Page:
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Re: Re: Is there a simple way to transform 1.1 to 11/10?
*To*: mathgroup at smc.vnet.net
*Subject*: [mg93049] Re: [mg93006] Re: Is there a simple way to transform 1.1 to 11/10?
*From*: Andrzej Kozlowski <akoz at mimuw.edu.pl>
*Date*: Fri, 24 Oct 2008 02:33:52 -0400 (EDT)
*References*: <gdkajv$4r2$1@smc.vnet.net> <200810220941.FAA00792@smc.vnet.net>
You are oversimplifying it a bit or maybe be a few bits ;-)
Actually, it is quite possible for a program like Mathematica running
on a binary computer to use the common mathematical convention in
which 1.0001 *means* exactly the same as thing 10001/10000. Note I am
not saying that it is desirable, just possible. Not only is this
possible, but there are quite popular CAS systems that do precisely
that. And, you may perhaps recall, that there was once a contributor
to this list who used to cause quite a lot of uproar stubbornly
pressing precisely this point. He was not some naive pure
mathematician ignorant of modern computers but a former employee of
Wolfram Research and the author of some packages some people are still
using. So wanting to do this does not necessarily mean that one has no
idea how modern computer work. Personally I like the way things work
at present. Everything Szabolcs and others have written is of course
correct but the question of whether it is possible to transform
decimal expressions which in mathematica represent approximate numbers
into the exact fractions which they are normally taken to be equal to
in ordinary school mathematics is a sensible one, and the answer is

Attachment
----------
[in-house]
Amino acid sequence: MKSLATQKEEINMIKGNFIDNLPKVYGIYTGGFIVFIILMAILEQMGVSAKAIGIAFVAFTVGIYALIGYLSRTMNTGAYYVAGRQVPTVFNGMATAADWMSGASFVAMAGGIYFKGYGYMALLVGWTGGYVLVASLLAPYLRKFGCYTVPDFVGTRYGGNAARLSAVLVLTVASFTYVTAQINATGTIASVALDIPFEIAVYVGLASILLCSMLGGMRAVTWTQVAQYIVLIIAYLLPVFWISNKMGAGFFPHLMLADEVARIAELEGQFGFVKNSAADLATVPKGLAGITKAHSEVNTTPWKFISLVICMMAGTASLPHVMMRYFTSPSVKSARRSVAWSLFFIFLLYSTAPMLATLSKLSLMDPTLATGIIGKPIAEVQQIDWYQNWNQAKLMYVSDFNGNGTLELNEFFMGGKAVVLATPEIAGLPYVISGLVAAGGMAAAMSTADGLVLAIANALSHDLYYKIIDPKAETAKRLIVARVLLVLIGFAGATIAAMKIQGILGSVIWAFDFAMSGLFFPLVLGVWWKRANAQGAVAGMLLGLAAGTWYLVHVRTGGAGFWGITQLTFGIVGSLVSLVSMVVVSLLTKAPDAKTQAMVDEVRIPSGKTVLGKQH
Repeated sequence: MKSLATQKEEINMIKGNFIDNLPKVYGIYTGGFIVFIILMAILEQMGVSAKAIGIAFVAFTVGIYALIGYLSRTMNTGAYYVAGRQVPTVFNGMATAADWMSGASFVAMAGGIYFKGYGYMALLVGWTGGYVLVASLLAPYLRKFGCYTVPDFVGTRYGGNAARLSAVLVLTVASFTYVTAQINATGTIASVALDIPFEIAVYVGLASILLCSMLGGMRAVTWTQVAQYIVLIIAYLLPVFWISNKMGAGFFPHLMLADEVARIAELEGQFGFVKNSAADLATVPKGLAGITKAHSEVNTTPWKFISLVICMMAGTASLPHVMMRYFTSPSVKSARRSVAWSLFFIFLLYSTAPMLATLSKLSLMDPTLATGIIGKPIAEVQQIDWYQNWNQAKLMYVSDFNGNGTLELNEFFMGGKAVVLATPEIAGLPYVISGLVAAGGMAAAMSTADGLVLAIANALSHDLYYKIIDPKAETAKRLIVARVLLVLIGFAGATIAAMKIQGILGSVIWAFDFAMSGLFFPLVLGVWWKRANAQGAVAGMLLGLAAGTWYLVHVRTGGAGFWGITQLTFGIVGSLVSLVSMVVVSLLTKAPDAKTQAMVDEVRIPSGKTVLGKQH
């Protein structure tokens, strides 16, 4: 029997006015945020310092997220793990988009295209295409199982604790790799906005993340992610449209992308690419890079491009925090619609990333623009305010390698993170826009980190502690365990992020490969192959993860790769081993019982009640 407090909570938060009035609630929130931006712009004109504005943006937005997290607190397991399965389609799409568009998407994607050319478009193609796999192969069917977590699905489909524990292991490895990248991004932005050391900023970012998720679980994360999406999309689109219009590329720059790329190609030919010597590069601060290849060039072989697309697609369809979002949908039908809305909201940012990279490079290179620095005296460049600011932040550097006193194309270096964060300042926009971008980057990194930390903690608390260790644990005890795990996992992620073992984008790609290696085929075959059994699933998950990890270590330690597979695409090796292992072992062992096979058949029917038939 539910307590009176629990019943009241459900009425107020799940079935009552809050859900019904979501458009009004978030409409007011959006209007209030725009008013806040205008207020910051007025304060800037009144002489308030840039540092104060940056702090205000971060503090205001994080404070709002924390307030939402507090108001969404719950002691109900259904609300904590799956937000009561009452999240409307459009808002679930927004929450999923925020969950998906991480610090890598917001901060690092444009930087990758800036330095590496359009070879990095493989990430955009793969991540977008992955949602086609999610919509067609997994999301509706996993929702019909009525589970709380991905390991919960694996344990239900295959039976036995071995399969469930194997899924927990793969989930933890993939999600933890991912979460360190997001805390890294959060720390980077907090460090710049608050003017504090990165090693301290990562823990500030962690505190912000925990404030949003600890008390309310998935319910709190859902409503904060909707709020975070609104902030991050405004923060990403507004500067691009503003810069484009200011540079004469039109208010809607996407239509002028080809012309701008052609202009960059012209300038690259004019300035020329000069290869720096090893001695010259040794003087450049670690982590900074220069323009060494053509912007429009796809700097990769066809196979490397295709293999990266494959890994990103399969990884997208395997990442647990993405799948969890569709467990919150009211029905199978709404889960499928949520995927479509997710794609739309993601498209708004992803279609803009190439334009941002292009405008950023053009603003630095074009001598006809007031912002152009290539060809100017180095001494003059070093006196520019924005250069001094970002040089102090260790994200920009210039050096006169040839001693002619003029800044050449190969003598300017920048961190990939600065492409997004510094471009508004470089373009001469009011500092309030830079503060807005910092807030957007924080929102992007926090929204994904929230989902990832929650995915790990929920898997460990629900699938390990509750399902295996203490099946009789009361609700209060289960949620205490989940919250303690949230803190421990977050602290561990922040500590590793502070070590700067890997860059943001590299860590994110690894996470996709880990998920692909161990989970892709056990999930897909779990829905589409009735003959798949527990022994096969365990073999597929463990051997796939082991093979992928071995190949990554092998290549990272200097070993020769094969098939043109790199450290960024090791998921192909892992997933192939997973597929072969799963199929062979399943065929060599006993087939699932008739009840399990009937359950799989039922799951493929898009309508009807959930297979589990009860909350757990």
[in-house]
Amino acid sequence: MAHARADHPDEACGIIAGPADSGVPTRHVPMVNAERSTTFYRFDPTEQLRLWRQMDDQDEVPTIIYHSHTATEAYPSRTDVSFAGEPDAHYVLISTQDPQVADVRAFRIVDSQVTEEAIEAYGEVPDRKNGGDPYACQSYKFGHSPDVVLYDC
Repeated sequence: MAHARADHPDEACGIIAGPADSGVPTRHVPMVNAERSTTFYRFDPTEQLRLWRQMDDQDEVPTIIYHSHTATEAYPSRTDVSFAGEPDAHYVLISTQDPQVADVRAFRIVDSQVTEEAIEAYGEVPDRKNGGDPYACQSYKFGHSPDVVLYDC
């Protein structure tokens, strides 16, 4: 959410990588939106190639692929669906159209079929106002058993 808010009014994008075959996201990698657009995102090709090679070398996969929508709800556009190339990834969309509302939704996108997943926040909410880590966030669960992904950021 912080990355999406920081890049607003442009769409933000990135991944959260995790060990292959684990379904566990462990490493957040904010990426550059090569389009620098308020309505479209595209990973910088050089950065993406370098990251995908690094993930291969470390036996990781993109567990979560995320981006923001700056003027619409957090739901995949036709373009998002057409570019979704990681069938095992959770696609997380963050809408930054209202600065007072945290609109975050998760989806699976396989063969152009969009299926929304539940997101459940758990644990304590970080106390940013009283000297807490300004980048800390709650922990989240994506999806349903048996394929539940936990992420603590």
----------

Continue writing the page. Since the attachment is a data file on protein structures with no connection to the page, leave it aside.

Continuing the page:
that yes, it can be done, though not surprisingly there is no very
"simple" way of doing so that the OP asked for.
Andrzej Kozlowski
On 22 Oct 2008, at 18:41, Jens-Peer Kuska wrote:
> Hi,
>
> yes, you need a new computer, that does not use
> the binary system, because 1.000000001 can't repesented
> as exact number in the binary system (it has an
> infinite periodic representation, that must be truncated).
> When I remember right, on of the first Russian computers
> (approx. 1950) worked with base 3. May be you found one in a
> museum.
>
> Regards
> Jens
>
>
>
> Alain Cochard wrote:
>> The obvious
>>
>> In[1]:= x=1.1`Infinity
>>
>> is not syntactically correct.
>>
>> I understand that SetPrecision[1.1,Infinity] does not work either:
>>
>> In[3]:= SetPrecision[1.1,Infinity]
>>
>> 2476979795053773
>> Out[3]= ----------------
>> 2251799813685248
>>
>> In[4]:= N[%,20]
>>
>> Out[4]= 1.1000000000000000888
>>
>> I searched the newsgroup and thought I had the solution with
>> Rationalize:
>>
>> In[5]:= Rationalize[1.1,0]
>>
>> 11
>> Out[5]= --
>> 10
>>
>> But
>>
>> In[9]:= Rationalize[1.000000001,0]
>>
>> 999999918
>> Out[9]= ---------
>> 999999917
>>
>> In[10]:= N[%,20]
>>
>> Out[10]= 1.0000000010000000830
>>
>> So any simple way?
>>
>> Thanks,
>> Alain
>>
>
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